As you most likely know, Combat Commander Battle Packs are NOT stand-alone games and will require ownership of one or more of the Combat Commander boxed games in order to be played. Paratroopers only requires ownership of Combat Commander: Europe but starting with Battlepack #2 Stalingrad, you will need to own Mediterranean as well. One of the most interesting aspects of the scenarios in Paratroopers is the fact that, each time, at least one side will have Paratroop units at its disposal. As I know from great scenarios in CC: Europe such as Scenario #6 Paralyzed from the West Down Paratroops are amazingly skilled and versatile units that make assaults much more fun and effective. If properly used, 3 or 4 Paratroops can be worth 7-8 Regular or even Elite units. Scenario #27 “Carentan Causeway” is an example of what I am talking about. In this scenario, the Americans have 8 Paratroop units and the Germans also have 8. Also, both sides have very strong leaders (Americans have Cpt. Sitner – Command 2, Morale 10, Sgt. Buehler – Command 2, Morale 8 and Lt. Blankenship – Command 1, Morale 9 while the Germans have Lt. v.Karsties – Command 2, Morale 9 and Sgt. Esser – Command 2, Morale 8), as well as mortars and radios and to make matters worse, the battlefield is very open and nearly devoid of good cover (only 1 building, a line of hedgerows and woods along an open road). This scenario is sure to be a total bloodbath and guess what, the Surrender limits are set at only 5! That is insane! The Americans do get to increase this limit by 3 at Time Marker 2 and again at 4. Scenarios #28, #30 and #31 are also amazing and are sure to be some of your favorites after playing.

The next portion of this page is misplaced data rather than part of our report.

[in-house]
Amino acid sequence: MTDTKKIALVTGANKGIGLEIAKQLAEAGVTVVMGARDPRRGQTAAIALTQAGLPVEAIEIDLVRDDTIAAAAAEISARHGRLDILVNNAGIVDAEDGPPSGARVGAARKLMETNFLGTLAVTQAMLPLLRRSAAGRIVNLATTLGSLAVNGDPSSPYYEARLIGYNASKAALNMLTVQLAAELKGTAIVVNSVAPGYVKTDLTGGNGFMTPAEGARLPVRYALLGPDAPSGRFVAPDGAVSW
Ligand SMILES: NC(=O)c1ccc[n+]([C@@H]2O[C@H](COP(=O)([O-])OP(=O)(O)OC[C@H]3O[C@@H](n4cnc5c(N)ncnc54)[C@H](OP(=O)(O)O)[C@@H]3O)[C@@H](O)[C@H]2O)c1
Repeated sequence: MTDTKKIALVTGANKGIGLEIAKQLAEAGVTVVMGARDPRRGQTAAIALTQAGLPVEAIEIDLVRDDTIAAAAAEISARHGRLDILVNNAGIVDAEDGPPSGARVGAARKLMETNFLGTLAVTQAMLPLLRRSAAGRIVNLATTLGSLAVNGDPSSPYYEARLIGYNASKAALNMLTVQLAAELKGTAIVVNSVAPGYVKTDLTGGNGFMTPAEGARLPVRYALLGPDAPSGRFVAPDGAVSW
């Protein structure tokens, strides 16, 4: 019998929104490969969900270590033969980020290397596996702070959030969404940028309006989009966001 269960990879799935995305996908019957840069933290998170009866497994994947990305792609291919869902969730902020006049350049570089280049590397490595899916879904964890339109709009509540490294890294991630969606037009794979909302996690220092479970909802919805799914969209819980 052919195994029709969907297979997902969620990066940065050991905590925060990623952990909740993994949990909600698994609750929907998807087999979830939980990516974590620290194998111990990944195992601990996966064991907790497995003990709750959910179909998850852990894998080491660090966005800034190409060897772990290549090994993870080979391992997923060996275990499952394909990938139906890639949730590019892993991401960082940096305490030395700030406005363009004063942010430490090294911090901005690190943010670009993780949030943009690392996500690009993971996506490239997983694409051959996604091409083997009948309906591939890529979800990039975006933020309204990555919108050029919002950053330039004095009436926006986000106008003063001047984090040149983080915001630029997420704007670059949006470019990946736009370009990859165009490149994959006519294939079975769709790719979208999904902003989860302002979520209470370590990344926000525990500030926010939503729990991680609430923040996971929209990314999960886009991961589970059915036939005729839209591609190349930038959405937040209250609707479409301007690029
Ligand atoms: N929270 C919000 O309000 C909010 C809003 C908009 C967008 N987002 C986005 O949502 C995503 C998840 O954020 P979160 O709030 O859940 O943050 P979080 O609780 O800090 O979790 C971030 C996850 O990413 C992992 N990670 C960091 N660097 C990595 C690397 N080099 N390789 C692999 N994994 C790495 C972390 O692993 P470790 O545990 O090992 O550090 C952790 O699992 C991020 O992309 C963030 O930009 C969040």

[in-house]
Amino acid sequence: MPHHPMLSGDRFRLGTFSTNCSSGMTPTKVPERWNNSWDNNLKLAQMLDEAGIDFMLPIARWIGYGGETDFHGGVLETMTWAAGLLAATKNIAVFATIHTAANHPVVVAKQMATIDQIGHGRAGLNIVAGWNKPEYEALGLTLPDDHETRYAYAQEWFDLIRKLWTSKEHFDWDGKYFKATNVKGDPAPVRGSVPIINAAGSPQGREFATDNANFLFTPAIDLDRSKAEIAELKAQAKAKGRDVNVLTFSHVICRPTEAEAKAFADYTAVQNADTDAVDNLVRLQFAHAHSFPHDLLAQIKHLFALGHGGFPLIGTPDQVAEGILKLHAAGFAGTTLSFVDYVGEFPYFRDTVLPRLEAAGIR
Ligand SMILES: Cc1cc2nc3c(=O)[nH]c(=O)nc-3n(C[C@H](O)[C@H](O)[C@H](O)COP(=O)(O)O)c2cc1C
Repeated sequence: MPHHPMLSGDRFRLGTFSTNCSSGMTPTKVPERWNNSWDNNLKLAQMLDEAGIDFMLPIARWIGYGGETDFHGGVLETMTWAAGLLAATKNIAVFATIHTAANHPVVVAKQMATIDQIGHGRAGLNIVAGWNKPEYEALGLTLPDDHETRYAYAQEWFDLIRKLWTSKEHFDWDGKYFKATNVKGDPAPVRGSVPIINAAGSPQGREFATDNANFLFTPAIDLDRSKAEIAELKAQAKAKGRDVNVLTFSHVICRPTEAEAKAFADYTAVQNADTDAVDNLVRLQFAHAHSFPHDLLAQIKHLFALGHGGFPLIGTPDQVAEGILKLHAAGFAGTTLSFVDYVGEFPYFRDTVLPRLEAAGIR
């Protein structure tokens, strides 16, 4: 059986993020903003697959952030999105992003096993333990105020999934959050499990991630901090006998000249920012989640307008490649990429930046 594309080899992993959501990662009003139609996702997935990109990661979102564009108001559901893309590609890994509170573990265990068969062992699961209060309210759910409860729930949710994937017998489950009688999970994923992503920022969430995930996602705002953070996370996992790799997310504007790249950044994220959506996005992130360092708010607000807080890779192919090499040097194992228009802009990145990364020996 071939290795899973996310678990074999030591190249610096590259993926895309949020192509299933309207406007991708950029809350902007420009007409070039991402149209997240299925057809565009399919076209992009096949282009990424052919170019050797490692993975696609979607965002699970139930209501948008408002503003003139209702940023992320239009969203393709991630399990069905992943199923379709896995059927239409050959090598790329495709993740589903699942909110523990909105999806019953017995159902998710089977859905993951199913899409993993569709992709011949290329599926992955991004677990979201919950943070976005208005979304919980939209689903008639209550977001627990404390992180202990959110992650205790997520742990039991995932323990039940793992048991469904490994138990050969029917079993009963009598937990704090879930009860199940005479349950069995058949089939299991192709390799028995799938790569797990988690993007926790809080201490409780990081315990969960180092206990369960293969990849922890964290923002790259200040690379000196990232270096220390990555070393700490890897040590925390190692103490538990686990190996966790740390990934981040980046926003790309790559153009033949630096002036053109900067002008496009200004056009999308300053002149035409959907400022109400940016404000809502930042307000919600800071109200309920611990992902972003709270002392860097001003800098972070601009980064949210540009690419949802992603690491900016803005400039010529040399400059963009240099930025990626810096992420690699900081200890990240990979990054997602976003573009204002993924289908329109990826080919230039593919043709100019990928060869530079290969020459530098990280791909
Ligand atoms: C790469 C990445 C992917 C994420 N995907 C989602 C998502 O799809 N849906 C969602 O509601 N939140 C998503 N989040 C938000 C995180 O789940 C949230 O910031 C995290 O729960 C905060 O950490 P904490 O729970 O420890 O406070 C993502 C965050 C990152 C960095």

Conclusion and Summary
Overall, this is a great expansion for the base game and all true Combat Commander fans should include this in their collection. The only concern or complaint that I had about the Battle Pack was that the American Forces colors on the scenario cards are almost all different. Some appear as Lime Green, others are Olive Drab and more yet are Forest Green! I don’t know if this is simply my copy’s problem or the entire run during the printing. Not a major issue and it definitely doesn’t change my opinion about this expansion. The scenarios are printed on thick card stock and are very durable and as usual the Situation Reports are some of my favorite parts as they set the tone for the scenario by giving historical analysis of the happenings. Great stuff that you simply must own!